If we leave these (non) anecdotal recesses of a para-physical metaphysics that reads Pascal backwards (and Heidegger upside down…), the first reflex is obviously to appeal to exercise these “freedoms” that seem to be slipping away day by day, to refuse the pressing constraints of the moment. Thus, we see, here and there, calls to picnic, to party, to brave the measures of confinement. Going out to get out and not for one of the reasons indicated on the boxes of the authorization form to print, tick and sign to certify one’s legitimate intentions in front of the cops, is already a bravado, and yes, we will have to fight toe to toe against these measures that seek to lock us up and control us in unheard of proportions.
However, friends and comrades, wouldn’t this unbearable situation be precisely the moment when we are at the foot of the wall, forced (if we want to face it at all), to reflect on “the meaning we want to give to life and to our activities” (see the text Is There Life Before Death?).
If the state (always democratic, it is worth remembering) becomes so authoritarian that it prevents us from jogging or putting what we want in our shopping baskets, is it really jogging and running that we have to do to oppose it? Is it really a question of “having and keeping control of our lives” understood as the fact that “everyone has the choice to expose themselves or not, to take risks but above all to take care of themselves as they see fit”?
Does our freedom lie in those little pieces of “freedom of choice” that are usually left to us and have now been taken away? is exercising one’s freedom really choosing “freely” to catch or spread the virus “as one pleases”, to cure oneself “as one pleases”? Isn’t it a profoundly liberal and obviously capricious dividualism to oppose the control and confinement measures now in force to one’s little “freedom” to do what one wants with their hair?
It could become interesting again today, for anyone interested in the anarchist project and its history, but also well beyond, to remember its historical individualist anarchist current, inspired in particular by the German philosopher Max Stirner, who gave freedom a definition quite different from its liberal and democratic meaning of today, cut to size in kit and form and conjugated to excess, sometimes even among anarchists: “All you want is freedom. Why do you haggle for a little more or a little less freedom? Freedom can only be a whole freedom; a piece of freedom is not freedom. You doubt that total freedom, the freedom of all, is something to be acquired, you even consider it madness to desire it only? So stop chasing the ghost and turn your effort towards something better than the unattainable.”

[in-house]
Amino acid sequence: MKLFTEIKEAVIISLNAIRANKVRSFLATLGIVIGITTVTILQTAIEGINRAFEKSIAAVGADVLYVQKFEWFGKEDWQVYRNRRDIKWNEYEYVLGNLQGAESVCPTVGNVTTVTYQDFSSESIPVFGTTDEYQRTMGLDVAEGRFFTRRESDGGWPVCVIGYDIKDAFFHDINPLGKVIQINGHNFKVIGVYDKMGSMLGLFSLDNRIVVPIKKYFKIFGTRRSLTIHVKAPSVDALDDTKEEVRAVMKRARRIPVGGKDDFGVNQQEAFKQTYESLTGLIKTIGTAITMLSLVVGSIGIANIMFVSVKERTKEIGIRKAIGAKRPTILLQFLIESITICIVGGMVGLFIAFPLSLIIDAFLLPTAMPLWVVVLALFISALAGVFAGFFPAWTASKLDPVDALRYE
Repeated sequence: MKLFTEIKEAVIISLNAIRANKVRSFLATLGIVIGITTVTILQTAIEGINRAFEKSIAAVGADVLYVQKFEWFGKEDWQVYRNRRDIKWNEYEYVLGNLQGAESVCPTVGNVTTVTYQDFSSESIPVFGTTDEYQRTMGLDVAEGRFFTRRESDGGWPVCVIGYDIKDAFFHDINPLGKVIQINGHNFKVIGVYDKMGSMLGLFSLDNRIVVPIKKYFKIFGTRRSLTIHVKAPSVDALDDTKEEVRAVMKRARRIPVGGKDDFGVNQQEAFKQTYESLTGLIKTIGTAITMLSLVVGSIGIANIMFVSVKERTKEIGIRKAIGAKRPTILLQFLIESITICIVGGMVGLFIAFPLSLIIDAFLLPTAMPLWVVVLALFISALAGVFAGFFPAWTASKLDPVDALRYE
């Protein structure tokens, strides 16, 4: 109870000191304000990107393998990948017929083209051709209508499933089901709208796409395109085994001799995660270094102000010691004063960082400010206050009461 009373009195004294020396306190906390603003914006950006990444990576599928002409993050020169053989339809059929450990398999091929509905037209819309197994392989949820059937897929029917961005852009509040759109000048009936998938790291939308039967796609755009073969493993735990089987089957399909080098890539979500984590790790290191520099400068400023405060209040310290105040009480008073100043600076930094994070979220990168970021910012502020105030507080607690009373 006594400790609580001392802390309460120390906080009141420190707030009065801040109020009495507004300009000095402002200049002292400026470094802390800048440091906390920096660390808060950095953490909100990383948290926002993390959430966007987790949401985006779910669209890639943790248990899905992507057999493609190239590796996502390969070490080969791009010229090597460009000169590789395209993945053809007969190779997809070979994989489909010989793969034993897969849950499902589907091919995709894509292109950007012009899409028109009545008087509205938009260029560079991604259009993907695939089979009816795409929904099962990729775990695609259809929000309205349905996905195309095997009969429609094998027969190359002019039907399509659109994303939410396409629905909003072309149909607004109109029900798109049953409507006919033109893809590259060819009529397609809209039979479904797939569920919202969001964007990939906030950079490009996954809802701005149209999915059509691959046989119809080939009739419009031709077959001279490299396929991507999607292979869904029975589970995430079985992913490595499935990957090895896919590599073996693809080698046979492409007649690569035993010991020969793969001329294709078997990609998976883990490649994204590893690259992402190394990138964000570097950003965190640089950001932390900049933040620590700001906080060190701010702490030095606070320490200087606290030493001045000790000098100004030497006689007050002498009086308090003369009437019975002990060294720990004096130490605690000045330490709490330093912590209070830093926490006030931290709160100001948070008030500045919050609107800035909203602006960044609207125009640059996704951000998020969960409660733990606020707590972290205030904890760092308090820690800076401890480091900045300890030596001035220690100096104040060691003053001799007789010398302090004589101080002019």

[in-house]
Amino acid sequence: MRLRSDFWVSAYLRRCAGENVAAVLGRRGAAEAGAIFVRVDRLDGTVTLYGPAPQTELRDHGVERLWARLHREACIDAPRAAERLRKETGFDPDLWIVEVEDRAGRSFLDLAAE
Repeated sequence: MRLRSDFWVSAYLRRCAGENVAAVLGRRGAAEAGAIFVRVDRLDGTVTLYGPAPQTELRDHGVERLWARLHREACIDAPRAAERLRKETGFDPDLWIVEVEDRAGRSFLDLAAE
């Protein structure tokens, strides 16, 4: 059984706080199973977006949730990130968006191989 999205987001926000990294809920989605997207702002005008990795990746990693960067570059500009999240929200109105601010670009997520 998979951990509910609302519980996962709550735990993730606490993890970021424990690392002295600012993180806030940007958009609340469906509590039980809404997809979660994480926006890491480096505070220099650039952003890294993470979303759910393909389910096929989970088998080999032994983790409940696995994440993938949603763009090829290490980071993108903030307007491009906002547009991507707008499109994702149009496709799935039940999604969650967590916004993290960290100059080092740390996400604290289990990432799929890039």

Those who find themselves grappling with the worst realities of these measures show this forcefully: it is revolt, struggle and solidarity that are equal to this widespread authoritarian hold. Mutinies and revolts in prisons and detention centres, rent strikes, strikes by those who are forced to work and subjected to the spread of the virus, and here we will disseminate texts and proposals that go in this direction.
Freedom is much more than what the State can take away from us, give us, take away and give back to us again. Freedom is struggle and revolt.
Always at war with the State and Capitalism, long live freedom, long live revolution.
 Excerpt from a text entitled Against Generalized Confinement, whose protest against police controls is, of course, justified.
 Max Stirner, The Unique and It’s Property, Part Two, I The Unique.